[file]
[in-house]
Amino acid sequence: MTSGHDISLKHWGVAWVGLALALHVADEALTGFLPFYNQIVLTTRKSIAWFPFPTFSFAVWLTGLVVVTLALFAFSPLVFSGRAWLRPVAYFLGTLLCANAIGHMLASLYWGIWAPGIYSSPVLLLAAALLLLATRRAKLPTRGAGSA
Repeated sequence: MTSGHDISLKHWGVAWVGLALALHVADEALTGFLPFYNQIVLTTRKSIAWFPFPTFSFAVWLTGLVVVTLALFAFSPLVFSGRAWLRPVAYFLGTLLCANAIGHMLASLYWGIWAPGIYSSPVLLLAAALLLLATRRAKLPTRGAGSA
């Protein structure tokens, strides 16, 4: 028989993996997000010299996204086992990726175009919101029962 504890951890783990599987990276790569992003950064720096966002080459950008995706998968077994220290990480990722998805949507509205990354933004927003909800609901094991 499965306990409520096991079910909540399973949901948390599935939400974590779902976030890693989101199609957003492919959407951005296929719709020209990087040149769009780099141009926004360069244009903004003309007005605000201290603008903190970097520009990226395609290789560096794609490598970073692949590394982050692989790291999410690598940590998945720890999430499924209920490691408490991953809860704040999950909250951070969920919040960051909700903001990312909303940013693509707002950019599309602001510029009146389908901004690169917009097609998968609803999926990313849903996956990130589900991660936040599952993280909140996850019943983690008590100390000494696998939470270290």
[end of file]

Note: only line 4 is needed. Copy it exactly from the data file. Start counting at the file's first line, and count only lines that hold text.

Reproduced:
């Protein structure tokens, strides 16, 4: 028989993996997000010299996204086992990726175009919101029962 504890951890783990599987990276790569992003950064720096966002080459950008995706998968077994220290990480990722998805949507509205990354933004927003909800609901094991 499965306990409520096991079910909540399973949901948390599935939400974590779902976030890693989101199609957003492919959407951005296929719709020209990087040149769009780099141009926004360069244009903004003309007005605000201290603008903190970097520009990226395609290789560096794609490598970073692949590394982050692989790291999410690598940590998945720890999430499924209920490691408490991953809860704040999950909250951070969920919040960051909700903001990312909303940013693509707002950019599309602001510029009146389908901004690169917009097609998968609803999926990313849903996956990130589900991660936040599952993280909140996850019943983690008590100390000494696998939470270290």